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ExCel research study seeks 4,500 women.

A new clinical trial evaluating a novel approach to breast cancer prevention is recruiting women in the United States and Canada. Called the ExCel research study, this is the first North American clinical trial to evaluate how a class of drugs called aromatase inhibitors prevents the disease.

Coordinated by the National Cancer Institute of Canada Clinical Trials Group (NCIC CTG), the ExCel research study will examine the potential benefit of the aromatase inhibitor exemestane. The drug--currently used to treat postmenopausal women with advanced breast cancer--suppresses estrogen production, a key component in the development of some types of breast cancer.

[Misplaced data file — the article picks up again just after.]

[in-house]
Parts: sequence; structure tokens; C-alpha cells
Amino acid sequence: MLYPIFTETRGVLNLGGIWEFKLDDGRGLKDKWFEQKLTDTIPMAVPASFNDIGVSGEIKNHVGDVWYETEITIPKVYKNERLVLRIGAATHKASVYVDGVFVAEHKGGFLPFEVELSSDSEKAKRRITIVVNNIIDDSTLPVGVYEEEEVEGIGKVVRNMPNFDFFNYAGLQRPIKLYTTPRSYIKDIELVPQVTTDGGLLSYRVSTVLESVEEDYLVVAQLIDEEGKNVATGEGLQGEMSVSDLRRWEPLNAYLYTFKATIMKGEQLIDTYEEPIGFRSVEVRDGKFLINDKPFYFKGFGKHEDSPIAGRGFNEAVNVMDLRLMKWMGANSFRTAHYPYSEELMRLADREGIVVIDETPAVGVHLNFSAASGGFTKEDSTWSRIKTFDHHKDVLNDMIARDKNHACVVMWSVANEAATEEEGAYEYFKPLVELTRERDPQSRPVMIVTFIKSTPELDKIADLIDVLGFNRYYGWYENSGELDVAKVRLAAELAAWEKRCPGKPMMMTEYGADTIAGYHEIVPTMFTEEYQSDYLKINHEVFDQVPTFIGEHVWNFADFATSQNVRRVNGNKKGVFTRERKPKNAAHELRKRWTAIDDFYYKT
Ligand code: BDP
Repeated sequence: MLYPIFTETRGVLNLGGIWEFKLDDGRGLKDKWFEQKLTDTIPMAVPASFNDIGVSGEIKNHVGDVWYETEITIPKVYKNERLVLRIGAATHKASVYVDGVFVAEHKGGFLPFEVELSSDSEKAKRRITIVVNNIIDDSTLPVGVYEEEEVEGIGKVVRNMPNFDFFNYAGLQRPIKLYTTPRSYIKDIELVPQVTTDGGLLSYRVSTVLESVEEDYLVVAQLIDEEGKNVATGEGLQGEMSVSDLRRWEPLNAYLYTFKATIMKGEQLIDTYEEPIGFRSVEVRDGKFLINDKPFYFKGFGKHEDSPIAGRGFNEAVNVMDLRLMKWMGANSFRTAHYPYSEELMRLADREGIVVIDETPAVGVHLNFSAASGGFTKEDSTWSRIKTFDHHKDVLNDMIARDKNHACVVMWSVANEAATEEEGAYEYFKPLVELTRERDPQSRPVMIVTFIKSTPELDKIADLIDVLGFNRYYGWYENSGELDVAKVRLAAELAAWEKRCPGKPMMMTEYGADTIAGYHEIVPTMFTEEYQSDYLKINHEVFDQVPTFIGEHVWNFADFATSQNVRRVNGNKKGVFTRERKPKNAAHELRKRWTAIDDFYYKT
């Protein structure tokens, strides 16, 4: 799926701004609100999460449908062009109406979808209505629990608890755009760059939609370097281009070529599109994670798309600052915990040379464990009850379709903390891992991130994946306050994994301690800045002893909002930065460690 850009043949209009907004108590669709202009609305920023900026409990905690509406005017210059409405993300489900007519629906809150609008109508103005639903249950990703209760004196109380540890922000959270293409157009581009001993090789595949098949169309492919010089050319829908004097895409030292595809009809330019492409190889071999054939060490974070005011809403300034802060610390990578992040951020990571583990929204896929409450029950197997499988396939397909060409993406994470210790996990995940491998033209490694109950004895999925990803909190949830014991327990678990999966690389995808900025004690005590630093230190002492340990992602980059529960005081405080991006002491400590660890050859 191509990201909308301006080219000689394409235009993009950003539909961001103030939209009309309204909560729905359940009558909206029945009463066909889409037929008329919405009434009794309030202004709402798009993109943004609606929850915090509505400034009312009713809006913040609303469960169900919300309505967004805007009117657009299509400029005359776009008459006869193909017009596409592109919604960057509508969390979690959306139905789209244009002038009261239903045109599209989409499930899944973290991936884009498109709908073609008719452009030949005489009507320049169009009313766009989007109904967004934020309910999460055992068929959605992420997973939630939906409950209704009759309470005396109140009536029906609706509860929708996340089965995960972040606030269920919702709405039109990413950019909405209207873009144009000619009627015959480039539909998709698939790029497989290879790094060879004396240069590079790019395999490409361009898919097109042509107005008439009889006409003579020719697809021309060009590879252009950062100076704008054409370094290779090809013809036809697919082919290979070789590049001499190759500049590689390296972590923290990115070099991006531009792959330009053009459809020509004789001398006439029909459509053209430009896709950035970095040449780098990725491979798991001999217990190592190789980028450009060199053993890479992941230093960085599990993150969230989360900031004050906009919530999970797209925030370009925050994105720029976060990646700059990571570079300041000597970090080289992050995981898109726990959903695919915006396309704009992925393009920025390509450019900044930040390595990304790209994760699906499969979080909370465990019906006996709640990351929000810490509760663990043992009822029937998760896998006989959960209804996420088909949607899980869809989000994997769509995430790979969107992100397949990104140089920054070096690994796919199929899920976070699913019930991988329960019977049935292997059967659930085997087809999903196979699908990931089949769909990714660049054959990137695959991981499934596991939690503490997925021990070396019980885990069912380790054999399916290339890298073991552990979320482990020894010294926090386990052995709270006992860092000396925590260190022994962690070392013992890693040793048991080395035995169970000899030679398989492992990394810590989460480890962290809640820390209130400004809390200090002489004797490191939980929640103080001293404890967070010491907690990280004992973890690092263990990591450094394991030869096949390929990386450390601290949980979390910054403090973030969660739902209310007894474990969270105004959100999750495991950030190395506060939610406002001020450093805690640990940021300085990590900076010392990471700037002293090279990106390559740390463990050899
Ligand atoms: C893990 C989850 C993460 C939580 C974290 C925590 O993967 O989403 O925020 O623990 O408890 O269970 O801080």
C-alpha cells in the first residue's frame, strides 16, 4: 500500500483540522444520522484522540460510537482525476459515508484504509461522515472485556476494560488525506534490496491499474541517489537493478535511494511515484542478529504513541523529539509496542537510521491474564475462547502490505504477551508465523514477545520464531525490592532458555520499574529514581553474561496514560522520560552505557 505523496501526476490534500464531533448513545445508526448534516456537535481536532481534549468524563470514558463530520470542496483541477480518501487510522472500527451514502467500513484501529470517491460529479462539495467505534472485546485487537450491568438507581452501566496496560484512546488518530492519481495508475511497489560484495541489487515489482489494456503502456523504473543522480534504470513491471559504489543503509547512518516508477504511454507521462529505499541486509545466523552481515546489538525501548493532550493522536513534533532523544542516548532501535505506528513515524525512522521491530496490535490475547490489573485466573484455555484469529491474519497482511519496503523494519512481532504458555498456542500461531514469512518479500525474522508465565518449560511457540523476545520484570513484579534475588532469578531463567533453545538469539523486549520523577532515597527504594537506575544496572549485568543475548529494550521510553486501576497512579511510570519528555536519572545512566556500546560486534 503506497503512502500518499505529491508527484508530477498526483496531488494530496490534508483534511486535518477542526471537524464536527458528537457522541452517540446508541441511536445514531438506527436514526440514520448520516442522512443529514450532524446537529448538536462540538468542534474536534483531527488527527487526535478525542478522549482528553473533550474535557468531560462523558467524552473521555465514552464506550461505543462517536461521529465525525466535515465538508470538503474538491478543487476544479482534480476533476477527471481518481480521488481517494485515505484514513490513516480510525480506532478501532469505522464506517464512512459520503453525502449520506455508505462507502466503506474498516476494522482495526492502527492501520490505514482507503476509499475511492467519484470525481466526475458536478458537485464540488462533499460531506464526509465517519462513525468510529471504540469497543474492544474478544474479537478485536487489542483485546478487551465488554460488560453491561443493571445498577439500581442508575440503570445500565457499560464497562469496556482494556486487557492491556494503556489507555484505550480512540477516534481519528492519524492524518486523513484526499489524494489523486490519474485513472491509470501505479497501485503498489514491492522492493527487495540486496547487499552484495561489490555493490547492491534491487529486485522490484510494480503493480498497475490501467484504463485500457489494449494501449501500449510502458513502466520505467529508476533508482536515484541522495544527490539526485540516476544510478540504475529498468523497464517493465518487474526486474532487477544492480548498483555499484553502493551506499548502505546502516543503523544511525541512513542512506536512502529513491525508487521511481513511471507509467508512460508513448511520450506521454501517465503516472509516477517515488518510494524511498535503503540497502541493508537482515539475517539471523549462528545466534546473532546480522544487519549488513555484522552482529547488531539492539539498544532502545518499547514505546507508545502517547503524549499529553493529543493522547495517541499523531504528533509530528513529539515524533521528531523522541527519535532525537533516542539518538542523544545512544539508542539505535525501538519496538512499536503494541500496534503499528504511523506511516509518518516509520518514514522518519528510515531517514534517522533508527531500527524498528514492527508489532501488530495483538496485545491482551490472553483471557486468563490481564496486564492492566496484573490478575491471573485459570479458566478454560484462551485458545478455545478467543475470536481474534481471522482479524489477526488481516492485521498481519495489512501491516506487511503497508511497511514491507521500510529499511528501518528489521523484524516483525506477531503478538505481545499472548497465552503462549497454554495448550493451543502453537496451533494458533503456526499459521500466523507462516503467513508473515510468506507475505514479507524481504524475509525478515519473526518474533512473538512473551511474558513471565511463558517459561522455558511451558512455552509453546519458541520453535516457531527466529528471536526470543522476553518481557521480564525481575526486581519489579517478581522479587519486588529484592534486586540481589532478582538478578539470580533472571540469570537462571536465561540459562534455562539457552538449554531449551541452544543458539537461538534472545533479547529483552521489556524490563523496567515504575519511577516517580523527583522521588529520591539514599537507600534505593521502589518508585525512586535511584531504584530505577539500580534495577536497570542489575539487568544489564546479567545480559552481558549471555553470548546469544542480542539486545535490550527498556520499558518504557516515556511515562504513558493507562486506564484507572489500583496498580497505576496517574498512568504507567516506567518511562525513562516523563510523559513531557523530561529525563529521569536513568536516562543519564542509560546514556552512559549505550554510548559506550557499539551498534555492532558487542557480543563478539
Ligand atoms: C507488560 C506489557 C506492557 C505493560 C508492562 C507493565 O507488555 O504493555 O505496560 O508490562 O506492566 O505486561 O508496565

"Thousands of women have already beat breast cancer thanks to recent research on aromatase inhibitors," says Dr. Paul Goss, the ExCel research study chair. "As a result, we think this could be an effective approach to preventing it from developing in the first place."

The ExCel research study will follow more than 4,500 postmenopausal women from the U.S., Canada and Spain over a five-year period. To be eligible, women must be 35 years or older and have an increased risk of developing breast cancer. Risk factors can include a woman's age, her family history of breast cancer, her age at first menstrual period, and her age at first live birth.

For more information about the ExCel research study and participating study centers, log on to or call toll-free: 1-800-4-CANCER.
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Publication:Medical Update
Date:May 1, 2005
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